Synology DS207+ NAS Server

A Closer Look

A Closer Look
 
The DS207+'s front fascia features an on/off button; USB copy button; an eSATA connector; a USB 2.0 port and four lights that represent Status, LAN, and Disk 1/2 activity. At the rear of the unit, the DS207+ features 2 x USB 2.0 ports for external HDD's, a Gigabit LAN connector, a reset button should you forget your password, and the power supply input for the PSU.
 
Synology DS207+ front panel Synology DS207+ rear panel
 
Synology has included some nice rubber feet on the bottom of the DS207+ to prevent the unit from sliding around on your desk. And the overall look of the DS207+ is very classy. 
 
On the underside of the chassis there is a louvered vent which facilitates the passage of cool air to be drawn up into the chassis and expelled via the fan at the rear of the unit.
 
Synology DS207+ upright Synology DS207+ underside
 
In order to gain access to the internals of the DS207+, all that is needed is to remove two screws from the rear and then slide the unit apart.
 
DS207+ slides apart DS207+ outer shell
 
Once inside, the complexity, or lack there-of, really becomes apparent. The DS207+ features a small PCB with two SATA plugs and 2 x 3-pin power connectors attached. I'll show you the motherboard in greater detail over on the next page, so don't worry.
 
Situated over the rear of the motherboard, courtesy of four screws, is the steel housing for the HDD's. As the DS207+ is only capable of running a singular HDD or RAID 0/1 array, there is only provision for two HDD's. Interestingly, you can see that the fan at the rear of the unit protrudes below the steel HDD housing plate. This assists with drawing cool air over the componentry on the motherboard from the louvered vent at the bottom.
 
DS207+ connectors DS207+ HDD housing
 
Let's head over the page to see what kind of components Synology has used to control the DS207+ NAS server.
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Most Recent Comments

12-10-2008, 06:20:27

PV5150
Looking to take the leap towards Network Address Storage (NAS)? Synology' DS207+ NAS has everything that you'll need for a SOHO NAS solution.

http://www.overclock3d.net/gfx/artic...073839552s.jpg

But don't take our word for it - check out the review

12-10-2008, 07:42:32

Rastalovich
Great review. These units are excellent pieces of kit.

Unfortunately for me they're still priced as if they're being targeted at businesses - what's more, IT people within businesses. Gloss or repack them anyway they like, 230 without any thrown in drivespace is alarming. And if they're looking to really target the average home buyer, they will have to have some sort of drive in them. Yes they're basic to put together - but that is scary to most who dont dabble inside pcs on a regular basis.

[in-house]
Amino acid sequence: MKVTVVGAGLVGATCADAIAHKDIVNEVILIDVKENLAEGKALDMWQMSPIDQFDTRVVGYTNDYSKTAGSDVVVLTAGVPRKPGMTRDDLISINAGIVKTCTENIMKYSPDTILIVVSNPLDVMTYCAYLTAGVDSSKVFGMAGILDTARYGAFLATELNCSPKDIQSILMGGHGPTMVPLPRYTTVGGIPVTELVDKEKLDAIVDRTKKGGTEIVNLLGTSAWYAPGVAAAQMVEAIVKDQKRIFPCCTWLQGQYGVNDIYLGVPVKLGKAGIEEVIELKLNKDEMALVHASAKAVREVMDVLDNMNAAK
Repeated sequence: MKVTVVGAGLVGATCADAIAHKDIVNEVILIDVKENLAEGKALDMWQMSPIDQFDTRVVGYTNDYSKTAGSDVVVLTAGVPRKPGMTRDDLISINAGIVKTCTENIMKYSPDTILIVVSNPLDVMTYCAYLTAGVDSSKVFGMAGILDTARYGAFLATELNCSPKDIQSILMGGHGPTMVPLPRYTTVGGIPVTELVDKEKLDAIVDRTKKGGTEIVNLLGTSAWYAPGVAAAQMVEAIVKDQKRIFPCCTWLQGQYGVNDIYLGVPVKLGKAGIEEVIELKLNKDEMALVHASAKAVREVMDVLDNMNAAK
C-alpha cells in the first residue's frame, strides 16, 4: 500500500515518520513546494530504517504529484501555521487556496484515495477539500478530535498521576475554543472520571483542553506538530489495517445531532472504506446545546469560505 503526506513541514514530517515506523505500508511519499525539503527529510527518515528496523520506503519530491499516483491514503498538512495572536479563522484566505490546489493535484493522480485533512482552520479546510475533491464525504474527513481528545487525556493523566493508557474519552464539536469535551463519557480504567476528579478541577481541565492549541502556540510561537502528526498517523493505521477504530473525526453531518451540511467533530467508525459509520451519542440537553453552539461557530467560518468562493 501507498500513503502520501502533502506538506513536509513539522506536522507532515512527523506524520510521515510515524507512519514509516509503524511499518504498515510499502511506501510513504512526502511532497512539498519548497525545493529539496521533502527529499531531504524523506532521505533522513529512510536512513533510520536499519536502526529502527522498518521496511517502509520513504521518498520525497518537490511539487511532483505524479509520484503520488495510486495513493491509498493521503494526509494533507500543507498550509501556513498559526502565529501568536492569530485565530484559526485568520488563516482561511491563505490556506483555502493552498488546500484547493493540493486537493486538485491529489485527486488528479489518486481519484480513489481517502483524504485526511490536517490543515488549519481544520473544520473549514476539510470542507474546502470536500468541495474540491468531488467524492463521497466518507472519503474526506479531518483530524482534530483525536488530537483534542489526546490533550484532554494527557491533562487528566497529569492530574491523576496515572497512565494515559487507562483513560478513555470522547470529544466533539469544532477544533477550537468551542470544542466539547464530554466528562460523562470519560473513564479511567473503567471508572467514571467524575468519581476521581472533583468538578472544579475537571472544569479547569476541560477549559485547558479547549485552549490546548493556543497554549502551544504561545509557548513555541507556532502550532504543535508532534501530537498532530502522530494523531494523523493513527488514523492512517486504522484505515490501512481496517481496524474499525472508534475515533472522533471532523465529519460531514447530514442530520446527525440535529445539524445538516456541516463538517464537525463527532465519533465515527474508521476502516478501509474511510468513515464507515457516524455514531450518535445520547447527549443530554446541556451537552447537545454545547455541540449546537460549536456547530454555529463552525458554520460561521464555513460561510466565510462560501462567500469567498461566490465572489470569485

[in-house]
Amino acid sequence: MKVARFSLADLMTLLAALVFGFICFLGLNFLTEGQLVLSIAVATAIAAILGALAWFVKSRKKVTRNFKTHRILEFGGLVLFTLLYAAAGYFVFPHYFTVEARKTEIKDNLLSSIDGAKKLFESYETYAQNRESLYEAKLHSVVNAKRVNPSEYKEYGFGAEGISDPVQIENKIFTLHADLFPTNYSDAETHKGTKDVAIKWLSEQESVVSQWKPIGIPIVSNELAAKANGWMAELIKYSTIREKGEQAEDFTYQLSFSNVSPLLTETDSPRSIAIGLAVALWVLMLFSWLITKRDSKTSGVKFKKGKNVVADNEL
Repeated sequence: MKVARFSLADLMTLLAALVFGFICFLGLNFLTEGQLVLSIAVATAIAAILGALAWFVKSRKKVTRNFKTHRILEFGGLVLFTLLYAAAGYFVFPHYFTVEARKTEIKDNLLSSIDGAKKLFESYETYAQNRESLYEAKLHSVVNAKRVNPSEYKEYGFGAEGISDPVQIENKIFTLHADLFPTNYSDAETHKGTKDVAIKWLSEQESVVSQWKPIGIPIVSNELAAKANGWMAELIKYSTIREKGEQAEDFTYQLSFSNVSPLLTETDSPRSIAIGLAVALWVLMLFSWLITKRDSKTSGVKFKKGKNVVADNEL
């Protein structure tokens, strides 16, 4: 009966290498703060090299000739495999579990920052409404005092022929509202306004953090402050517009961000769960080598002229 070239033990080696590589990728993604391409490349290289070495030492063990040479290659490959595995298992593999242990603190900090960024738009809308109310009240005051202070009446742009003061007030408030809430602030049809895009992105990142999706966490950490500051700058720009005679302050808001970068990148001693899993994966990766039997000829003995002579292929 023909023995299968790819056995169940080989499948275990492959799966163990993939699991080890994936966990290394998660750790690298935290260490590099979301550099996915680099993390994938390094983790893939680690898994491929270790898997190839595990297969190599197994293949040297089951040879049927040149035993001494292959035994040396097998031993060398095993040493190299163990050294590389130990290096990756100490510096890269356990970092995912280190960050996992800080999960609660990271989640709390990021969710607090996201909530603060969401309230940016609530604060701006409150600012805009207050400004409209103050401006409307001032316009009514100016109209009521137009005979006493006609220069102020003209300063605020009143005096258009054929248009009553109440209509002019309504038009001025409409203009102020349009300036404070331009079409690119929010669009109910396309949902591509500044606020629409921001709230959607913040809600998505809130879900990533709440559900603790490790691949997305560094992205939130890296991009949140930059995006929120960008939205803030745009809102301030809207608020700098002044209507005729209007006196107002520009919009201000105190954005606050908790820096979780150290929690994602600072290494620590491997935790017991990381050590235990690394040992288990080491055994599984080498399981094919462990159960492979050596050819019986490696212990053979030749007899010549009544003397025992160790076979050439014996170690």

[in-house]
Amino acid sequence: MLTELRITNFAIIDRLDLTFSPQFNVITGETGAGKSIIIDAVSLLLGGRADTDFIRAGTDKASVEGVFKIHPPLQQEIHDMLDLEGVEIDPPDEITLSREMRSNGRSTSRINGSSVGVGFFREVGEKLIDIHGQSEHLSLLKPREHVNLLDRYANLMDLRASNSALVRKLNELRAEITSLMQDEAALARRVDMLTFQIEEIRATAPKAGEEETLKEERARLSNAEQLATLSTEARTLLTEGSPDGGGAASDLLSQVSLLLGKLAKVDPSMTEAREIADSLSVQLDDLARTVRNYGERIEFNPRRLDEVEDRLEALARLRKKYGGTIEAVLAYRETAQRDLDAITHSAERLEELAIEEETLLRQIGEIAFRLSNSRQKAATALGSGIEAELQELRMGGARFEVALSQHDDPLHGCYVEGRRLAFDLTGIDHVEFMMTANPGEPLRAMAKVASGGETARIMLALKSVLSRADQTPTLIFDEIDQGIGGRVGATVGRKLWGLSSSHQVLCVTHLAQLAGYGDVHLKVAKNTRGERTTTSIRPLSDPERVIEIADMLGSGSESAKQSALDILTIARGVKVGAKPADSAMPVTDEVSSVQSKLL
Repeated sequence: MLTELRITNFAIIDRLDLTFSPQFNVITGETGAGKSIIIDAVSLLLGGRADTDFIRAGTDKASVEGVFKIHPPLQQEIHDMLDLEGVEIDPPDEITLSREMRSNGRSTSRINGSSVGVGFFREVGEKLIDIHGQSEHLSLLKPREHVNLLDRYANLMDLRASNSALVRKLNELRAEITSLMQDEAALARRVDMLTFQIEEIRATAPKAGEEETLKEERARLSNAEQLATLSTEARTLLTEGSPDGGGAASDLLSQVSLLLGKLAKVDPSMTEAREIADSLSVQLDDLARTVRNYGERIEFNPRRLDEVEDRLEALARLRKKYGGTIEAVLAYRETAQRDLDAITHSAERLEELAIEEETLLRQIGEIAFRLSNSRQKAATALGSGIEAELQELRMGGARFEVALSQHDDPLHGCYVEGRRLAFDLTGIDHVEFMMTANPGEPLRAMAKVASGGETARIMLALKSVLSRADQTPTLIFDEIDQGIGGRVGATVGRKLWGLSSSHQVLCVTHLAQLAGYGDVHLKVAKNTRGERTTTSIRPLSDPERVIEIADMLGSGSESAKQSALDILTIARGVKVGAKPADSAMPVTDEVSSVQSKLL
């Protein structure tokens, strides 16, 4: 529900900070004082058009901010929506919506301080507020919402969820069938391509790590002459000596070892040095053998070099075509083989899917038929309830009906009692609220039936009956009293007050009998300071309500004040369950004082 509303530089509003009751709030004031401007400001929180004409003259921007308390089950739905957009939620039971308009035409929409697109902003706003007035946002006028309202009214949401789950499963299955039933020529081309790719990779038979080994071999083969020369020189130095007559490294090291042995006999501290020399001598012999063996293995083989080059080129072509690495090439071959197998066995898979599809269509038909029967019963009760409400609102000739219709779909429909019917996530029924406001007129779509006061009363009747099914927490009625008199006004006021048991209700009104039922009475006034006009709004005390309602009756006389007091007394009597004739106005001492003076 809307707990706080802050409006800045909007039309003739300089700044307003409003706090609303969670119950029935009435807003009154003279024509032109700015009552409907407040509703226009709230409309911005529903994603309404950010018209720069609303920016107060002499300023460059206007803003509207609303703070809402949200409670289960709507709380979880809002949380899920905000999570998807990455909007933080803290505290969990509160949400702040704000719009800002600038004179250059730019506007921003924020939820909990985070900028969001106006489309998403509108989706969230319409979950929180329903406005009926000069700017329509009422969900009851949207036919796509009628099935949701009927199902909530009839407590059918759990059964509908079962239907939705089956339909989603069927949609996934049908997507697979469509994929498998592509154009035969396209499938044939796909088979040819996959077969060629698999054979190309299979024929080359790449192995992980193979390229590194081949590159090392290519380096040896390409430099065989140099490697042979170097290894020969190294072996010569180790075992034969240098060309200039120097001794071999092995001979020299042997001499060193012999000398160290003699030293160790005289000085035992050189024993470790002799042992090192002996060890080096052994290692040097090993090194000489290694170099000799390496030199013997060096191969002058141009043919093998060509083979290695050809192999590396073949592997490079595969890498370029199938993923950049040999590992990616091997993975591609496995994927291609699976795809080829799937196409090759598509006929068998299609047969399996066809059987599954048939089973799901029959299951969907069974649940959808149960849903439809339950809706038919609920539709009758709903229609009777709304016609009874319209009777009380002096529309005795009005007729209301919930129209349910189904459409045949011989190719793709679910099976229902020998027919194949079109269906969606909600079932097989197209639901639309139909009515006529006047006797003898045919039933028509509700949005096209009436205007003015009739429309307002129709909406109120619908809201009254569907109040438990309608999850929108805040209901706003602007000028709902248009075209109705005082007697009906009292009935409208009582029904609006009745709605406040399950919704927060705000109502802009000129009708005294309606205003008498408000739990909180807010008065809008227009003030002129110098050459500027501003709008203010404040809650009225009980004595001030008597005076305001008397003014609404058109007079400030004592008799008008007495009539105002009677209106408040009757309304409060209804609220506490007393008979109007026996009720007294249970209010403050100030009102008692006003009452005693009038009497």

And heres the thing - if u do dabble inside pcs, u wouldnt pay 230 for one of these for 2 drive storage when u have an old pc.

Good tech. Throw in merely 2x500g drives for the price and it'd be a good purchase.

12-10-2008, 07:49:48

PV5150
Thanks Rast, and yes I wholeheartedly agree with everything that you've just said. As if the cost of the NAS itself isn't enough, then to factor in the cost of one or two fast HDD's into the equation - you're up for some serious coin.

12-10-2008, 14:02:35

JN
Really good review mate. Enjoyable read.

I too winced a bit at the price. Its been a while since I last built a "really" budget PC, but I wonder if you could build a small PC with a pair of 300-500GB hard disks for the same price-ish. Just slap a linux distro on it and you'd have yourself something very similar.

13-10-2008, 07:54:00

PV5150
Thanks Jim I'm glad you enjoyed it.

I too winced a bit at the price. Its been a while since I last built a "really" budget PC, but I wonder if you could build a small PC with a pair of 300-500GB hard disks for the same price-ish. Just slap a linux distro on it and you'd have yourself something very similar.



I'm sure you could and the results would be worth the extra effort too.

13-10-2008, 08:23:40

Rastalovich
Quote:
Originally Posted by name='Jim'
Really good review mate. Enjoyable read.

I too winced a bit at the price. Its been a while since I last built a "really" budget PC, but I wonder if you could build a small PC with a pair of 300-500GB hard disks for the same price-ish. Just slap a linux distro on it and you'd have yourself something very similar.
And the thing about it being, u can add masses of drives to that pc, perhaps virus check ur stuff automagically at night, have it handle ur printer and a whole world of other things - including folding

13-10-2008, 08:52:08

JN
Quote:
Originally Posted by name='Rastalovich'
And the thing about it being, u can add masses of drives to that pc, perhaps virus check ur stuff automagically at night, have it handle ur printer and a whole world of other things - including folding
Very true. Almost makes me wanna build a wireless NAS and have it tucked away in a cupboard somewhere with a wireless N card installed.

Just a shame I don't have the time to fiddle, which I guess makes the PnP nature of the Synolgy appealing.
Reply
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